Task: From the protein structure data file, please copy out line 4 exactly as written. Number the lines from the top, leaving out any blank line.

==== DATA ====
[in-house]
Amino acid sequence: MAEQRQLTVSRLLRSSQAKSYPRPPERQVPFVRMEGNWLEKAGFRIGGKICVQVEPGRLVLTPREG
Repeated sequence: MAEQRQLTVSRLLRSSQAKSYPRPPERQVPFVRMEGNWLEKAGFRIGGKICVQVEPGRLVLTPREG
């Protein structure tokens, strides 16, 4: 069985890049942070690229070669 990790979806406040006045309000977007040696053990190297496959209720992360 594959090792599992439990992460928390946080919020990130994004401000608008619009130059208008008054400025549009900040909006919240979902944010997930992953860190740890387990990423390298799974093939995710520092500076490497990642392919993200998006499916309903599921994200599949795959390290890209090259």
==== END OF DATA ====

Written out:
């Protein structure tokens, strides 16, 4: 069985890049942070690229070669 990790979806406040006045309000977007040696053990190297496959209720992360 594959090792599992439990992460928390946080919020990130994004401000608008619009130059208008008054400025549009900040909006919240979902944010997930992953860190740890387990990423390298799974093939995710520092500076490497990642392919993200998006499916309903599921994200599949795959390290890209090259």